Bernhard Sabel, Ph.D., a medical psychology professor at Otto von Guericke University in Germany, is more observant than the average person. Or, at least, the average ophthalmologist: Using his own clinical observations, a decades-long literature review, and some very intensive Googling, Sabel and his team just published an EPMA Journal paper showing a link between high stress and vision loss that has eluded eye experts for years — but has likely been troubling stressed-out humans for much longer.
In the paper, published Tuesday, Sabel stresses how important it is that scientists pay attention to the needs of everyday people. “Patients who suffer vision loss report that they had the vision loss at the time of very serious life stress events, such as marital problems,” he tells Inverse. “But ophthalmologists are not aware of this and they downplay it as only psychology. There is a large disconnect between the science and what the public needs.”
Sabel, who estimates that 70 percent of the patients he treats feels there is a connection between prolonged stress and their vision loss, decided to take action. To see whether this was actually a widespread concern, he entered a host of search terms related to vision and stress, like “psychology vision loss,” into Medline, an online database that catalogs scientific papers. He then compared those results to the amount of Google hits for the same search terms to gauge public interest. Sabel found that there were 10,000 Google searches for every peer-reviewed paper, which, to him, indicated that there was a public demand for more research on this. (He took into account, of course, the fact that there will always be more Google hits than scientific studies because of the rigorous nature of peer review; you can’t just throw anything up on Medline, but Google isn’t in the business of reviewing posts for accuracy.)
Sabel started looking for a biological relationship between stress and eye health — in particular, an increase in stress hormones and vascular dysregulation, a major contributing factor to diseases of the eye that degrade the retina, like glaucoma. He relied on case studies gleaned from his extensive literature review.
“Usually there must be a genetic susceptibility and our hunch is, although I couldn’t prove it, is that it has to do with the cellular function of the endothelial cells which make up the blood vessel walls,” Sabel says. “They are exposed to stress hormones such as cortisol or adrenaline, and they become dysfunctional.” This dysfunction, he explains, would lead the walls of the endothelial cells to constrict, reducing blood flow to crucial areas of the brain, such as the neurons that feed directly into the retina.
“The neurons in the retina in the brain are deprived of oxygen and glucose,” he continues. “It doesn’t mean they will necessarily die, but it does mean that they are impaired in their function.”
Sabel’s genetic hypothesis is buttressed by the work of Josef Flammer, Ph.D., a well-known ophthalmologist at the University of Basel. He coined the term “Flammer Syndrome,” which describes an inherited genetic disposition toward diseases like glaucoma, demonstrated vascular dysregulation, and poor stress coping mechanisms.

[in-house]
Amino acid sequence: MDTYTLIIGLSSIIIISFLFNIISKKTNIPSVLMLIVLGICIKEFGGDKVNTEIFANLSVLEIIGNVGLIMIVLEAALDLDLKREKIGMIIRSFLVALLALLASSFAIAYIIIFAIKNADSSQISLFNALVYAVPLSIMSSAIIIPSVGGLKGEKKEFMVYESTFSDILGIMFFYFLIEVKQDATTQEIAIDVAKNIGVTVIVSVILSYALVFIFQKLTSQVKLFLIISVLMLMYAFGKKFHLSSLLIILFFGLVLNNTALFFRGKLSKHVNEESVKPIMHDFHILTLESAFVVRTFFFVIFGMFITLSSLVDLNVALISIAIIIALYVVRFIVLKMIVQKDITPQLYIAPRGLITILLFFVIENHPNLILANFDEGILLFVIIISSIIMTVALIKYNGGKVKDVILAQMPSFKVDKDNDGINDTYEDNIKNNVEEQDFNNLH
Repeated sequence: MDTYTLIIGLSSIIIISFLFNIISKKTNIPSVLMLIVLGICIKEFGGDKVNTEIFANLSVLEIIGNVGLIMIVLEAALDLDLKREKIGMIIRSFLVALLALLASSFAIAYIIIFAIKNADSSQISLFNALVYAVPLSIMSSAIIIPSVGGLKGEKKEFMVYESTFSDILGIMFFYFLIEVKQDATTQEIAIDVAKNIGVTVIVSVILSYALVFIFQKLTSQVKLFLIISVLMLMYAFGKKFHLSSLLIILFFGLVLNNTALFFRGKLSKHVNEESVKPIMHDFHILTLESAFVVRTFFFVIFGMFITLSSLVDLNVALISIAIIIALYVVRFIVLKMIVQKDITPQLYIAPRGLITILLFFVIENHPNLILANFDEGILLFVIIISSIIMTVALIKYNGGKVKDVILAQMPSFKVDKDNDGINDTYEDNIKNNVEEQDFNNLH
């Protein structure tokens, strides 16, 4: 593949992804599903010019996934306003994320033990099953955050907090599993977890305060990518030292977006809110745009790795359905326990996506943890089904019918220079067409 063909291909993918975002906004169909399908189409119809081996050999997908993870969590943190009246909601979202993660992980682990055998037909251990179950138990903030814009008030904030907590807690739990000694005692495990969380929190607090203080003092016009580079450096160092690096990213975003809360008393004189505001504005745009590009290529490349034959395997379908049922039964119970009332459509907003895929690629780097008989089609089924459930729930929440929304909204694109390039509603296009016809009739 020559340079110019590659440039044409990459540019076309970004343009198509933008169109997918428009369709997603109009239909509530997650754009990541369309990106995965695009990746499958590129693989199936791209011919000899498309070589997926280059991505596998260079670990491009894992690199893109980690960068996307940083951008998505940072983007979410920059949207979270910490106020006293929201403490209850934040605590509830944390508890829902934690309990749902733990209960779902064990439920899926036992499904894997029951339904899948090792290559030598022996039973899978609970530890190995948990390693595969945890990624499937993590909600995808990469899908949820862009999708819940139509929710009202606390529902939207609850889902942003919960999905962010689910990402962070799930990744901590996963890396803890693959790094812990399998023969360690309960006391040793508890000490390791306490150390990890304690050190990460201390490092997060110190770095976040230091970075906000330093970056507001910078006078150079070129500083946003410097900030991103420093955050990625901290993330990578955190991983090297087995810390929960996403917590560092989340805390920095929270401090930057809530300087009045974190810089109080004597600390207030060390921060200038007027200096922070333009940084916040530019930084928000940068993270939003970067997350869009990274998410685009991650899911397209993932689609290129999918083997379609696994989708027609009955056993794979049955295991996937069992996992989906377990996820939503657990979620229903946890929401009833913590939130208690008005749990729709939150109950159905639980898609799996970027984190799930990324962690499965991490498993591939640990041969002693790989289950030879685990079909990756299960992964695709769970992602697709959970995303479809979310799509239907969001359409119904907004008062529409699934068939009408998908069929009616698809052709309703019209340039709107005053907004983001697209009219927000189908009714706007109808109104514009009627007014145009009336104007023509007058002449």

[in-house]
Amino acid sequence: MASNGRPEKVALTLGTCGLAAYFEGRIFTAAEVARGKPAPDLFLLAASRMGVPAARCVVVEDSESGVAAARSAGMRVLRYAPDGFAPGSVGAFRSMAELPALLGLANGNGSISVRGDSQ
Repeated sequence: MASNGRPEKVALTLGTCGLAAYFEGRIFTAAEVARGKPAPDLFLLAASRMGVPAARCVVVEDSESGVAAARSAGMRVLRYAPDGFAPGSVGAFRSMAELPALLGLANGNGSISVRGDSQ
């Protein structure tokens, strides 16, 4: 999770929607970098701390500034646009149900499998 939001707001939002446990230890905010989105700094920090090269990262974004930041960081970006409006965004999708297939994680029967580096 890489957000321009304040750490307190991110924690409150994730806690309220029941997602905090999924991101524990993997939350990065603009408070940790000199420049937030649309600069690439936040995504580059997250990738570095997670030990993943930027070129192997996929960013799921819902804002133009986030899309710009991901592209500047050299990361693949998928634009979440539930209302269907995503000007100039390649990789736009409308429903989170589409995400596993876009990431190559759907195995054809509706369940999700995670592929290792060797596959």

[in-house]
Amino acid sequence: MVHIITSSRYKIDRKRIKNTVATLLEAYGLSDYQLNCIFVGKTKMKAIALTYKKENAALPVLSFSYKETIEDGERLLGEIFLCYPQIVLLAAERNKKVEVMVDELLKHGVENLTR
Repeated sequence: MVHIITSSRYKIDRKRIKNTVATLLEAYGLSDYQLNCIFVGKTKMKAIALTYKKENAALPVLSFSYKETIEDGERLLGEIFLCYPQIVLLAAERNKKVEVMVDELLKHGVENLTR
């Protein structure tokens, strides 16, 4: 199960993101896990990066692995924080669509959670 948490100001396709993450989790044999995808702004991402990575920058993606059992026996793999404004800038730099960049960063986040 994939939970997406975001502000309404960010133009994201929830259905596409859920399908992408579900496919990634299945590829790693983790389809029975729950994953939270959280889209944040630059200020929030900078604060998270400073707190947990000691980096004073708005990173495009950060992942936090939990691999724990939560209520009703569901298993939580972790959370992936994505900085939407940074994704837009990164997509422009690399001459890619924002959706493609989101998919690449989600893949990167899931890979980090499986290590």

“Typically, the blood vessels of the subjects with Flammer syndrome react differently to a number of stimuli, such as cold and physical or emotional stress,” writes Katarzyna Konieczka, Ph.D., a glaucoma specialist also at the University of Basel in a 2014 paper. She also notes that the syndrome is more common in women than men and that the parents of those demonstrating Flammer syndrome also report similar tendencies, underlining the hypothesis that it is an inherited trait.
Sabel’s paper goes on to describe a type of perfect storm that is required for someone to experience stress-related vision loss. First, someone has to have a genetic predisposition to stress-regulated vascular dysregulation (like Flammer Syndrome). Then, they’d have to be constantly overwhelmed by stressful stimuli that would trigger an incessant flow of stress-related hormones or, in some cases, experience a traumatic event:
“If a person experiences that [stress] for years or decades, and then there’s an acute event that adds to high stress that can trigger a vascular problem,” he explains.
Sabel is adamant that stress is both cause and effect – particularly in the field of ophthalmology. Patients tend to experience more stress as they cope with the realities of going blind, creating a vicious circle. In the patients he has treated, he has seen improvements in those who make peace with their condition, which can at least eliminate the stress-induced elements of retinal degrading, but it’s not a perfect solution. He notices that many quick to dismiss other forms of stress are psychosomatic symptoms with no real biological effect, despite evidence that they can produce very real biological changes.
“Generally, psychological issues should be taken more seriously, because that’s a way that patients suffer the most,” Sabel says. “People need to understand the biological connection between the mind and the body.”